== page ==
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Building custom computer. Need parts help!


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#1 mike1lu

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Posted 11 June 2009 - 03:47 PM

I'm looking to build my own computer, and I've got some of it sorted.

I just can't decided on some stuff due to me having little to no clue about Motherboardss and stuff.

Basically I've gone for an AMD/nVidia pairing.

'AMD Phenom X2 550 Black Edition 3.1GHz 6MB L3 Chache Socket AM3' is the chip I'm probably going to get at £80.23

But I can't decide on whether to get 'XFX 9600GSO 1536MB DDR2 Dual DVI HDTV Out PCI-E Graphics Card including Far Cry 2 game' for £67.99 or 'XFX 9500GT 1GB DDR2 VGA DVI HDCP HDTV out PCI-E Graphics Card' for £46.99.

The RAM I'm getting is 'Crucial 4GB (2X2GB) DDR2 800MHz/PC2-6400 Ballistix Memory Kit CL4 2.0V' for £39.99.

The CD drive is 'Sony AD-5200A-0B 20X DVD±RW/DL Int IDE Bare Black Drive - OEM' for £16.15 and the Hard Disk is 'Samsung HD502HI 500GB Hard Drive SATAII - OEM Green Drive' for £39.99.

What I need to know is about the motherboard (obviously has to an AMD supporting Mobo, but I have no idea what to get); and the case/PSU/fan(cheaper than water cooling ); and USB/sound card/wireless card stuff.

Also all this is from http://www.ebuyer.com/
and I'm looking to spend as little as possible.

(P.S. my friend says he will BIOS write or something the GFX card to make it better).

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#2 High500

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Posted 02 July 2009 - 06:40 AM

The motherboard is the most vital piece to the jigsaw puzzle, spending too little could be disastrous on performance and also expandability. Spending too much could be a waste of money.

If you are thinking of ever using possibly a second gfx card later on in sli mode, then you must make sure it is an SLI motherboard not an AMD crossfire board or it will not work.
A mid range board from a recognised manufacturer is your best bet. Asus/Gigabyte/MSI generally speaking do the better quality of the boards. something between around £50-£100 will normally be a decent mid range board from the manufacturers i have mentioned. Make sure the board you choose has the right connections for what you require (sufficient sata/ide/pci slots etc).

Look into your choices then check out the manufacturers full specs on their websites. Everyone here will have their preferences on components and each will be different. So make you own best informed descision based on the price/quality/connectivity/compatibility of the board you choose.

Hope this helps, i know i wasnt very specific to a particular board but its always best to make you own informed descision by checking out the hardware specs for yourself.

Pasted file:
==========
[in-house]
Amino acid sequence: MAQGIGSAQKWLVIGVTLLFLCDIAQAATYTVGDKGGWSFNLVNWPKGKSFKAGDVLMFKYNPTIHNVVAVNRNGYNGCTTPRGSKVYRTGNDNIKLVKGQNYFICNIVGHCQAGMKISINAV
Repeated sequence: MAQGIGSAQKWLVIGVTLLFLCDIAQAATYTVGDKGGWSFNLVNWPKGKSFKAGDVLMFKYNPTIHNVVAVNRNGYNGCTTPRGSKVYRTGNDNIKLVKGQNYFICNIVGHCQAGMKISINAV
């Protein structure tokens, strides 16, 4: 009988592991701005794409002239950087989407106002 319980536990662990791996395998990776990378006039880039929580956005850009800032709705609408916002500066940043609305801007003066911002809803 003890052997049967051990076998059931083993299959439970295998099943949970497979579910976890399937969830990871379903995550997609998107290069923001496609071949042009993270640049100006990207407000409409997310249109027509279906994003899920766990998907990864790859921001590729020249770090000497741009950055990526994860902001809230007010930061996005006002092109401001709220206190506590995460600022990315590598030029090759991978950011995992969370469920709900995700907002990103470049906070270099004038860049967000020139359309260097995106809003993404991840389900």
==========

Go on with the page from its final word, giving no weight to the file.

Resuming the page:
Good luck!

High500

Oh and a slight note on your BIOS update for your card. Be careful, make sure he knows what he is doing and he is responsible for any damage. BIOS changes can cause mayhem and overheating if pushed too far. I doubt that card will get much more power out of it than the defaults that would be visibly noticeable. Just a word of warning, but dont be afraid to experimenting if they know what they are doing!

Edited by High500, 02 July 2009 - 06:44 AM.


#3 case.bolt

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Posted 02 July 2009 - 02:17 PM

if you're set on that processor (i would look at some others if i were you) then you'll need a mobo that supports socket am3, and after a cursory glance, that will most likely make you upgrade your ram from dd2 to ddr3. most mobo's (not all by any means, but the majority of them) that run am3 nowadays only support ddr3 ram... something to consider. ddr3 will be a significant amount more than older ddr2... you'll want to make sure your ram speed is also supported by the mobo.

I often find it is much easier to build a compute form the mobo out, instead of the other way around, since them mobo kinda governs what all you can attach to it. although, there always need to be a fair amount of "big picture" looking as well. your cd/dvd drive and graphics card will most likely fit any modern mobo without issue, so you'll probably want to pay the most attention to your processor/mobo/ram combo to make sure they all work together first, then you can decide on the other parts.

#4 DJBPace07

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Posted 02 July 2009 - 06:16 PM

DDR3 isn't that much more expensive, I can get 4GB of the stuff for about $60 at Newegg, but since you're using pounds, the price is more. Many AM2+ motherboards support AM3 processors, check to see if you need to update the BIOS before purchasing. If you get an AM3 motherboard, they only support AM3 CPU's and need DDR3 to run. Building out after choosing the motherboard is always a good idea. eBuyer has that processor mislabeled, there is no Phenom X2 550, there is a Phenom II X2 550. The original Phenoms were not that good, but the Phenom II's are very nice. For a dual core processor, it is an excellent choice. As for the motherboard, I suggest the Gigabyte GA-MA790XT-UD4P. You do need DDR3 memory, I would go for the OCZ 4GB KIT (2 x 2GB) DDR3 1600Mhz PC3 12800.

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#5 High500

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Posted 03 July 2009 - 08:12 AM

Yeah good info DJBPace07, infact you took the words right out of my mouth as far as the motherboard goes, I would choose the same GA-MA790XT-UD4P board too with a nice shiny matching AM3 cpu and DDR3. Thats a sort of mid-top end board. Good choice.

High500




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